“Ikhaya Likamoya” is one of 15 works featured in Sethembiso Zulu’s debut solo exhibition of the same name. (Sethembiso Zulu)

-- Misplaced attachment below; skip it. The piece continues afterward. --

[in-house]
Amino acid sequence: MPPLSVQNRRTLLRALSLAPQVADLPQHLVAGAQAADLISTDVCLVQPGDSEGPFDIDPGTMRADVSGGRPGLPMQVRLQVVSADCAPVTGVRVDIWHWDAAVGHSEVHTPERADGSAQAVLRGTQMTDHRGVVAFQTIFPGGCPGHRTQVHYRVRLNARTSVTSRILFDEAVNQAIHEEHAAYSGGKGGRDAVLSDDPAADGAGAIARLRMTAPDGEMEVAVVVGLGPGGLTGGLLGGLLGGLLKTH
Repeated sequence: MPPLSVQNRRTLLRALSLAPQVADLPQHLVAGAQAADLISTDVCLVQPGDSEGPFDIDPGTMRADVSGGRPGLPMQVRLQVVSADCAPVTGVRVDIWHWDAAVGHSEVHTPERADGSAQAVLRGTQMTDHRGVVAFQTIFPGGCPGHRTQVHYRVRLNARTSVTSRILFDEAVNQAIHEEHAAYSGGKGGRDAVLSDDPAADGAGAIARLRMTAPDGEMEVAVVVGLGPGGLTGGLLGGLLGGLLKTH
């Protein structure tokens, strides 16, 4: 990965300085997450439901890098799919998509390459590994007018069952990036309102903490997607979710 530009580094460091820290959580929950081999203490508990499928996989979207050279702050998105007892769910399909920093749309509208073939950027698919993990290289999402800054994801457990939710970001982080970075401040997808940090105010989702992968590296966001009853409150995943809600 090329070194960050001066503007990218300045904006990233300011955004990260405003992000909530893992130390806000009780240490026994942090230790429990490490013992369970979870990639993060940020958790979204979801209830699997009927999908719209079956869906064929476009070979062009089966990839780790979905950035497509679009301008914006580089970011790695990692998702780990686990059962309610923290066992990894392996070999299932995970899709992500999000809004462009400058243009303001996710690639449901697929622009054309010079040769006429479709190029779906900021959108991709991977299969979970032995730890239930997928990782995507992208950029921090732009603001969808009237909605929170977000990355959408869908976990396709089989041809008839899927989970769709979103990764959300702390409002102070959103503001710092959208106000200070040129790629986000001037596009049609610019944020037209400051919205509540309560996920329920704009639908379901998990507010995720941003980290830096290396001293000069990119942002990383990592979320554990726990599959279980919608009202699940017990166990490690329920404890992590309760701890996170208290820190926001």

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Ikhaya Likamoya is Sethembiso Zulu’s first solo exhibition. Featuring 15 images, Ikhaya Likamoya takes audiences into the Zionist church to witness the process of healing Although it is his first show, Ikhaya Likamoya is the second part of a trilogy aimed at documenting the role of dreams, prayers, interactions, songs and visions in the development of Zulu’s healing practice.“I want people to understand what healers go through,” says Sethembiso Zulu, a visual essayist with training as a photojournalist and healer.Through a divine blend of fellowship, intercession, research and photography, Zulu’s debut solo exhibition Ikhaya Likamoya (hosted by the North West University Gallery) invites audiences to bear witness to the intimacies and intricacies of Zionist spirituality as well as the journey of healing and being healed.When Zulu concluded his training as a healer in 2005, he returned to a world of disintegration and abandonment. As a result of centuries of colonial misinformation and people’s preferences for observing western religious norms in the spaces he occupied, loved ones shunned Zulu for becoming isangoma. “Let me tell you, I couldn’t cope at that time,” he sighs.Until Zulu was led to the Zionist church for fellowship, he continued to grapple with feeling of displacement and coming to terms with his calling. “When I got there, I didn’t have to explain myself or feel embarrassed mangivukelwa umoya. I could be my full self because I was protected. Umoya wam had found a home.” Ikhaya Likamoya is the second part of an untitled trilogy aimed at documenting the role of dreams, prayers, interactions, songs and visions in the development of Zulu’s healing practice. The first series, Ukwambulela (referring to revelations) features 34 photographs and focuses on Zulu’s dream-based communication with his ancestral guide and grandmother, Christina Zamashenge Mdlangamandla. “Isiwasho II”. (Sethembiso Zulu) To translate the varied and multisensory encounters into still depictions, Zulu seems to make use of a number of interventions that span theatre and film. The artist borrows from theatre through his use of performance and costuming. In Ukwambulela, Zulu uses performance to reenact his dreams and visions. With regards to costuming, most, if not all, of the subjects photographed in Ukwambulela and Ikhaya likamoya are women wearing white prayer garments. Their constant presence acts as a symbol for his grandmother’s unwavering presence and influence in the narrative. From film, Zulu takes monochrome filters in addition to using panning and a slow shutter speed to achieve blurriness. With the goal of immersing the viewer in the spiritual setting of a Zionist church, his black and white images attempt to facilitate focus by removing the distraction that colour can bring. When asked about the deliberate use of blurriness, Zulu refers back to a conversation he had with veteran photographer and member of Afrapix Photographic Collective, Peter McKenzie who was a facilitator at the Market Photo Workshop while Zulu studied there: “He said to me, “You can’t capture spirituality. But you can give a depiction of what spirituality feels like. “The blurriness is my depiction of constantly being moved by the spirit.”To bring Ikhaya Likamoya to fruition, Zulu worked with multimodal artist, scholar and curator Senzeni Marasela. “She taught me so much. Not only about making my story into art but about curation, exhibiting and using different mediums to take my work from a photo essay into an experience. I did so much research” relays Zulu.Following two months of research conducted with abafundisi from various Zionist churches, Ikhaya Likamoya was shot over a period of six months at a Zionist church just outside the Nancefield hostel in Soweto. Seeing that Zulu’s connection to the Zionist church is tied to his grandmother delivering the message to him while adorned in the church’s white regalia, the photographs had to be taken on the first Sunday of the month when congregants fellowship dressing in their white uniform.”Ikweshumi”. (Sethembiso Zulu)Apart from the necessity of white garments in the telling of Zulu’s journey, the decision to prolong the duration of the project was informed by Zulu’s experience with the shortcomings of photojournalism. “I normally refer to what we do as photojournalists as a hit and run,” explains Zulu who works for Eyewitness News. “We’re told about a story; we go and capture it, then we come back to the newsroom and file.” With news being disseminated digitally, photojournalism has had to adapt its pace to meet that of instantaneous breaking news stories. As a result, the discipline often no longer has the time or room to display the complexity of what it looks to capture. Unlike the visuals for news, the encounters Zulu was looking to document are mercurial and take place in a space freed of the constraints of time. Although the series isn’t Zulu’s first body of work, Ikhaya Likamoya is his first public show. “We’re looking at someone who takes photographs every day and has done so for over ten years without exhibiting,” adds Marasela. As an established and internationally exhibited artist, Marasela is well aware of the barriers to entry before one can show their work in a commercial or public gallery. “The market is quite tight in the country. Even though it doesn’t look like it to so many, entry into the market is quite difficult and especially for black artists. There aren’t enough spaces to serve the amount of talent we have.”With Ikhaya Likamoya being the first show, it was important for her curatorial mediation to involve placing the work in feedback-conducive space. “He needs to get feedback other than from me. We want people to have questions and hold symposiums around his work,” explains Marasela. “[North West University] is an academic institution, a centre of thought and the correct space to begin conversations.” Overall Ikhaya Likamoya manages to use 15 images to sincerely transport audiences into a space of becoming, believing and reckoning with the layers of healing work. It is testament to what happens when the artist lives the story that they are telling. The virtual leg of Ikhaya Likamoya precedes a multisensory exhibition to be held at the University’s physical premises. The online exhibition can be seen here.